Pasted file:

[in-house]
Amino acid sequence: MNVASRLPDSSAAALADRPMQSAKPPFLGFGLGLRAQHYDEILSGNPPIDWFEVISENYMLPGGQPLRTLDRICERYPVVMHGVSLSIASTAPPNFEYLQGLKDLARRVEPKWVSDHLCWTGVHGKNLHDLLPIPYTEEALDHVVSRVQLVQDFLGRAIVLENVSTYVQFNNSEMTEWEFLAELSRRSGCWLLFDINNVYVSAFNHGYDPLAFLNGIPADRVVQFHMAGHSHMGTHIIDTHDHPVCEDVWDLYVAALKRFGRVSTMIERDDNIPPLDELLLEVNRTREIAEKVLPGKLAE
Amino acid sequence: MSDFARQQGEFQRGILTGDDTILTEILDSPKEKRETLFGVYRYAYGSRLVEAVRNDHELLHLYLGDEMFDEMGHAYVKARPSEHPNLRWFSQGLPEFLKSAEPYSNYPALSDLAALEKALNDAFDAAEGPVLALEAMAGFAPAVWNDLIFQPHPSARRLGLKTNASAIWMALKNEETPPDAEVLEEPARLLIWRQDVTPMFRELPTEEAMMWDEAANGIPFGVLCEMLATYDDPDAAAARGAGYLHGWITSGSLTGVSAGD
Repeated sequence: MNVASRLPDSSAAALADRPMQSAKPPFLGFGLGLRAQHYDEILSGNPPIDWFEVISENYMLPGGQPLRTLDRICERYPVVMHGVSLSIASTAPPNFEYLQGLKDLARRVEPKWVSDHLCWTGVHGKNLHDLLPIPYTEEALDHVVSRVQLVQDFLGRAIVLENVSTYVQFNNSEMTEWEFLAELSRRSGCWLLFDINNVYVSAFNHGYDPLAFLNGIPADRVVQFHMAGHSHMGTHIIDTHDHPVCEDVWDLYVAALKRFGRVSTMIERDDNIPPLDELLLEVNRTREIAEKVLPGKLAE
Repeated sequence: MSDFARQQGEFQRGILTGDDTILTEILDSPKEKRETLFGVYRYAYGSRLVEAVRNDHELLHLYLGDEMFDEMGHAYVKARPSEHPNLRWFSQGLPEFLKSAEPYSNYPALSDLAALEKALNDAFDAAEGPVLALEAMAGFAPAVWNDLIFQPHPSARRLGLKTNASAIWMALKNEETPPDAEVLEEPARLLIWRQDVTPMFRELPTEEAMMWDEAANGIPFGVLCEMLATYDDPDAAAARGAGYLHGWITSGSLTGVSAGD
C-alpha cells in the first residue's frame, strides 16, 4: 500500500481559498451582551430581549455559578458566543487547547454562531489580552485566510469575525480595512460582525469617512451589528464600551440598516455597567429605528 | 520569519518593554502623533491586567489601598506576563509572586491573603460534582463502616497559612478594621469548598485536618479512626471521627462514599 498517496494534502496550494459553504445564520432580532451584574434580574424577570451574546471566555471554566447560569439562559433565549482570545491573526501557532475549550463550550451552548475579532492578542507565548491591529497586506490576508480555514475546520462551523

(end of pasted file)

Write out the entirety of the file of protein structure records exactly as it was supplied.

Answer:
[in-house]
Amino acid sequence: MNVASRLPDSSAAALADRPMQSAKPPFLGFGLGLRAQHYDEILSGNPPIDWFEVISENYMLPGGQPLRTLDRICERYPVVMHGVSLSIASTAPPNFEYLQGLKDLARRVEPKWVSDHLCWTGVHGKNLHDLLPIPYTEEALDHVVSRVQLVQDFLGRAIVLENVSTYVQFNNSEMTEWEFLAELSRRSGCWLLFDINNVYVSAFNHGYDPLAFLNGIPADRVVQFHMAGHSHMGTHIIDTHDHPVCEDVWDLYVAALKRFGRVSTMIERDDNIPPLDELLLEVNRTREIAEKVLPGKLAE
Amino acid sequence: MSDFARQQGEFQRGILTGDDTILTEILDSPKEKRETLFGVYRYAYGSRLVEAVRNDHELLHLYLGDEMFDEMGHAYVKARPSEHPNLRWFSQGLPEFLKSAEPYSNYPALSDLAALEKALNDAFDAAEGPVLALEAMAGFAPAVWNDLIFQPHPSARRLGLKTNASAIWMALKNEETPPDAEVLEEPARLLIWRQDVTPMFRELPTEEAMMWDEAANGIPFGVLCEMLATYDDPDAAAARGAGYLHGWITSGSLTGVSAGD
Repeated sequence: MNVASRLPDSSAAALADRPMQSAKPPFLGFGLGLRAQHYDEILSGNPPIDWFEVISENYMLPGGQPLRTLDRICERYPVVMHGVSLSIASTAPPNFEYLQGLKDLARRVEPKWVSDHLCWTGVHGKNLHDLLPIPYTEEALDHVVSRVQLVQDFLGRAIVLENVSTYVQFNNSEMTEWEFLAELSRRSGCWLLFDINNVYVSAFNHGYDPLAFLNGIPADRVVQFHMAGHSHMGTHIIDTHDHPVCEDVWDLYVAALKRFGRVSTMIERDDNIPPLDELLLEVNRTREIAEKVLPGKLAE
Repeated sequence: MSDFARQQGEFQRGILTGDDTILTEILDSPKEKRETLFGVYRYAYGSRLVEAVRNDHELLHLYLGDEMFDEMGHAYVKARPSEHPNLRWFSQGLPEFLKSAEPYSNYPALSDLAALEKALNDAFDAAEGPVLALEAMAGFAPAVWNDLIFQPHPSARRLGLKTNASAIWMALKNEETPPDAEVLEEPARLLIWRQDVTPMFRELPTEEAMMWDEAANGIPFGVLCEMLATYDDPDAAAARGAGYLHGWITSGSLTGVSAGD
C-alpha cells in the first residue's frame, strides 16, 4: 500500500481559498451582551430581549455559578458566543487547547454562531489580552485566510469575525480595512460582525469617512451589528464600551440598516455597567429605528 | 520569519518593554502623533491586567489601598506576563509572586491573603460534582463502616497559612478594621469548598485536618479512626471521627462514599 498517496494534502496550494459553504445564520432580532451584574434580574424577570451574546471566555471554566447560569439562559433565549482570545491573526501557532475549550463550550451552548475579532492578542507565548491591529497586506490576508480555514475546520462551523